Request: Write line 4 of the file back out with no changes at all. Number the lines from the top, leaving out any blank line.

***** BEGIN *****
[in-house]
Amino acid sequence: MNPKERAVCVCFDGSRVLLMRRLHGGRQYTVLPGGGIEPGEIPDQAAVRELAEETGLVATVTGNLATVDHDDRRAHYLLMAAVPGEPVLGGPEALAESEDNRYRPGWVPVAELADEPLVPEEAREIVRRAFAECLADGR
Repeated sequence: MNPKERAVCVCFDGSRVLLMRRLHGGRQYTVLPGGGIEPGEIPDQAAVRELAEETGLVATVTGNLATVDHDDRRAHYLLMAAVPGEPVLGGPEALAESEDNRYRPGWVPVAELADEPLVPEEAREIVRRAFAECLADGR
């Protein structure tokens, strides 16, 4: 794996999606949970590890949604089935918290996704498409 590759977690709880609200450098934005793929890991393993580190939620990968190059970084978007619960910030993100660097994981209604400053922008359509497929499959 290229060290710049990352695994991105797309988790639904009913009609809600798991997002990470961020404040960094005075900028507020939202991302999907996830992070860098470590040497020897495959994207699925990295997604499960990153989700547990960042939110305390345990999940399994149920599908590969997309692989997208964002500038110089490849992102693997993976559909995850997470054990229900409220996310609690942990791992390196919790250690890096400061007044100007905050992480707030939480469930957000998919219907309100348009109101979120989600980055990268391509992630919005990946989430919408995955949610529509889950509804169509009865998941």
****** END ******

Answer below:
């Protein structure tokens, strides 16, 4: 794996999606949970590890949604089935918290996704498409 590759977690709880609200450098934005793929890991393993580190939620990968190059970084978007619960910030993100660097994981209604400053922008359509497929499959 290229060290710049990352695994991105797309988790639904009913009609809600798991997002990470961020404040960094005075900028507020939202991302999907996830992070860098470590040497020897495959994207699925990295997604499960990153989700547990960042939110305390345990999940399994149920599908590969997309692989997208964002500038110089490849992102693997993976559909995850997470054990229900409220996310609690942990791992390196919790250690890096400061007044100007905050992480707030939480469930957000998919219907309100348009109101979120989600980055990268391509992630919005990946989430919408995955949610529509889950509804169509009865998941």